**Core Questions**

__Question 1__

a) Definition of atomic mass unit = 1/12th of the mass of Carbon-12 atom

b) Why do stars need a high temperature for fusion to occur?

- Fusion is when two smaller nuclei combine

- This occurs when the electrostatic force of repulsion is overcome

- Since Temperature is proportional to kinetic energy, a high temperature gives the nuclei enough energy to overcome the electrostatic force

c) Fill in the gaps : Positron emission

d) Energy released = 24.7 MeV (can't remember)

__Question 2__

a) How do you decrease power output?

- By lowering the control rods

- which absorb the neutrons

- and therefore lower the rate of fission reactions

b) What is the source of the nuclear waste?

- used fuel rods

- fission fragments are highly unstable (usually neutron rich)

c) Describe and explain the radiation emitted by the moderator...

- electrons in the nucleus are excited

- when the electrons de-excite, photons of discrete wavelengths are produced

- these photons have a high frequency and high energy (E=hf)

- they are therefore gamma photons

__Question 3__

a) Temperature change = 8.5... Degrees Celsius

b)

c) Mass of ice = 0.16kg (exact values) 0.15kg (8 degrees Celsius used)

__Question 4__

a) What is an ideal gas?

- a gas that obeys Boyle's Law

- i.e. pV = constant at constant temperature

b) Number of moles

- 130 moles

c) Density

- 26 kgm^-3

d) Mass of gas left in cylinder

- Can't remember

__Question 5__

Discuss how you can determine what radiation is produced by the source using different absorbers. Discuss the safety precautions, what you would measure and what conclusions you can make

*Please add to this*

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#1634

**bugsuper**)

I agree that that's around the answer for the question, but you're still missing the point fission reactions produce more energy than fusion reactions. I understand that there is a greater change in binding energy, and hence more energy released PER NUCLEON, but since there are so many more nucleons in fission, it outputs more energy. Even though the change in binding energy is only around 1Mev per nucleon, there are around 200 nucleons involved, so it's much more

http://en.wikipedia.org/wiki/Nuclear_fission#Output

says that it's 200MeV

this isn't even the question so it doesn't really matter

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#1635

(Original post by

What section is this?

**wy95**)What section is this?

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#1636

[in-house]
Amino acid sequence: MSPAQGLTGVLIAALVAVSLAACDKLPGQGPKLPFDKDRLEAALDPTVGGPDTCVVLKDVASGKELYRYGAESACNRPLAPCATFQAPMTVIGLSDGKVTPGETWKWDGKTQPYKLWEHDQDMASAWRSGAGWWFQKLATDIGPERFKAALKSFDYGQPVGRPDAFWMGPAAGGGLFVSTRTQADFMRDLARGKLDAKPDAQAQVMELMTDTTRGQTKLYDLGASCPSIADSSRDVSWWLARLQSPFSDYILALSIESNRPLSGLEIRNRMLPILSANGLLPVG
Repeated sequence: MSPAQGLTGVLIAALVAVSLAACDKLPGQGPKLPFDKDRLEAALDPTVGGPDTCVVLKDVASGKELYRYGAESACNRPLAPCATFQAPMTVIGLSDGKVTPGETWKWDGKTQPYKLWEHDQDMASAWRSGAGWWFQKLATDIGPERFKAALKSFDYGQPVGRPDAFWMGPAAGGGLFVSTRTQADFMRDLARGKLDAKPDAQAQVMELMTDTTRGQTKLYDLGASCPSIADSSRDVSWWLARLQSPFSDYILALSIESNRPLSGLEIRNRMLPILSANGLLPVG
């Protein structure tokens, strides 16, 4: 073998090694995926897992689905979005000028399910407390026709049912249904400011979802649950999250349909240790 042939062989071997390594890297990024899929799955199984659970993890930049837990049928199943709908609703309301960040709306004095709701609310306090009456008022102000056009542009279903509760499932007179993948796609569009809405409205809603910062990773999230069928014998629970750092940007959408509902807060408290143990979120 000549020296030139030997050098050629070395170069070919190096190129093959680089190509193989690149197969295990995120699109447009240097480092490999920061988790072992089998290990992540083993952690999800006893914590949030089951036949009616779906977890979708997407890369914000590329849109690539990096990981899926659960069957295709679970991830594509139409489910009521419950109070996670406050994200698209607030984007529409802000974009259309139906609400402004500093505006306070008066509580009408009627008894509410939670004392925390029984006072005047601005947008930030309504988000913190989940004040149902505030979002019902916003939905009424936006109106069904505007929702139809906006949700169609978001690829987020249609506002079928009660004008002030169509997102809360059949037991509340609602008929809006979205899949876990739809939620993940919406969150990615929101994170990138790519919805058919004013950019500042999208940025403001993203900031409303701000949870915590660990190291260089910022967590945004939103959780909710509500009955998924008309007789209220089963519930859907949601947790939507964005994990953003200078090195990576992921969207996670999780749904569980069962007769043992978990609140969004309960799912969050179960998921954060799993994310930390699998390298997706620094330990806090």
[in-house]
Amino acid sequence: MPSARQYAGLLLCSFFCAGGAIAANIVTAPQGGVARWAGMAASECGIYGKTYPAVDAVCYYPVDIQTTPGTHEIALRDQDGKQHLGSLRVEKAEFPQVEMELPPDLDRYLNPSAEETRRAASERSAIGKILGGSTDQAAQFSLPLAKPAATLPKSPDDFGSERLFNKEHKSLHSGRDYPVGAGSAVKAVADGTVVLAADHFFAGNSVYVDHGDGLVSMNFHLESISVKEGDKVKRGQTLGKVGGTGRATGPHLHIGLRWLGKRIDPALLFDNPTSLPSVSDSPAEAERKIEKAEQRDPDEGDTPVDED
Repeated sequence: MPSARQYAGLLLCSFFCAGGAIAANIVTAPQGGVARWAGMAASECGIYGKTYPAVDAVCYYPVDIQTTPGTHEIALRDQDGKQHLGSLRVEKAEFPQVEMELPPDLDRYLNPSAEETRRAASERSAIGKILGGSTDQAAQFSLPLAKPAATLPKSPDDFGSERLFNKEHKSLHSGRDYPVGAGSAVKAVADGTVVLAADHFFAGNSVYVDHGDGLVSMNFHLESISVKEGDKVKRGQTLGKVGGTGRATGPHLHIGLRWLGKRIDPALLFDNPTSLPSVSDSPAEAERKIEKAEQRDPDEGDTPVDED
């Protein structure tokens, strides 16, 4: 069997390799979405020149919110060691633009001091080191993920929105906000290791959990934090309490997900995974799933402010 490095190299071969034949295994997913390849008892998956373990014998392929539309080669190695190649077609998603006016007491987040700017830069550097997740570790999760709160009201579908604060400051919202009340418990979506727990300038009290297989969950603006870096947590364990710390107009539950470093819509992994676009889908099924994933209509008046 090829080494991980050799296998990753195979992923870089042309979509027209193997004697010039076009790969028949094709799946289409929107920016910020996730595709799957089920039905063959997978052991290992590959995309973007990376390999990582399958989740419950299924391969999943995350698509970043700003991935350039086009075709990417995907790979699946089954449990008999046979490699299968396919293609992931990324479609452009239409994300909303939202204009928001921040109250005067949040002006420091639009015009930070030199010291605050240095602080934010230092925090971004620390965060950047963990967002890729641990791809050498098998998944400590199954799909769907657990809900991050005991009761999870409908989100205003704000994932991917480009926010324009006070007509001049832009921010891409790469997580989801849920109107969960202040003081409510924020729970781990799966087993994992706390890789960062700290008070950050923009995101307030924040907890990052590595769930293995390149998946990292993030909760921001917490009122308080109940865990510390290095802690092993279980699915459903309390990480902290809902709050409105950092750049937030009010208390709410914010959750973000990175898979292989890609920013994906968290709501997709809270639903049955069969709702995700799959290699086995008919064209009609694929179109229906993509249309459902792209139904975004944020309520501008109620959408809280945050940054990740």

(Original post by

What was the answer for mass at -50degrees.

**sports_crazy**)What was the answer for mass at -50degrees.

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#1637

(Original post by

That's the problem in some cases, confusion between the equation eV and the unit eV

As a unit, eV is electron volt so it must be multiplied by charge to make it J

As an equation eV is the total energy, like eV = 1/2mv^2

**The H**)That's the problem in some cases, confusion between the equation eV and the unit eV

As a unit, eV is electron volt so it must be multiplied by charge to make it J

As an equation eV is the total energy, like eV = 1/2mv^2

I'm pretty sure regardless we have both got 2 marks at least

I hope grade boundaries are low - by the sounds of it here, people found it quite easy.... my class found it tough though

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#1638

(Original post by

Oh well, lets not worry too much about it now

I'm pretty sure regardless we have both got 2 marks at least

I hope grade boundaries are low - by the sounds of it here, people found it quite easy.... my class found it tough though

**posthumus**)Oh well, lets not worry too much about it now

I'm pretty sure regardless we have both got 2 marks at least

I hope grade boundaries are low - by the sounds of it here, people found it quite easy.... my class found it tough though

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#1639

(Original post by

fusion releases more energy than fission?

**Acruzen**)fusion releases more energy than fission?

because even though the change in binding energy for each nucleon is less there are more nucleons involved

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#1640

**bugsuper**)

I agree that that's around the answer for the question, but you're still missing the point fission reactions produce more energy than fusion reactions. I understand that there is a greater change in binding energy, and hence more energy released PER NUCLEON, but since there are so many more nucleons in fission, it outputs more energy. Even though the change in binding energy is only around 1Mev per nucleon, there are around 200 nucleons involved, so it's much more

http://en.wikipedia.org/wiki/Nuclear_fission#Output

says that it's 200MeV

this isn't even the question so it doesn't really matter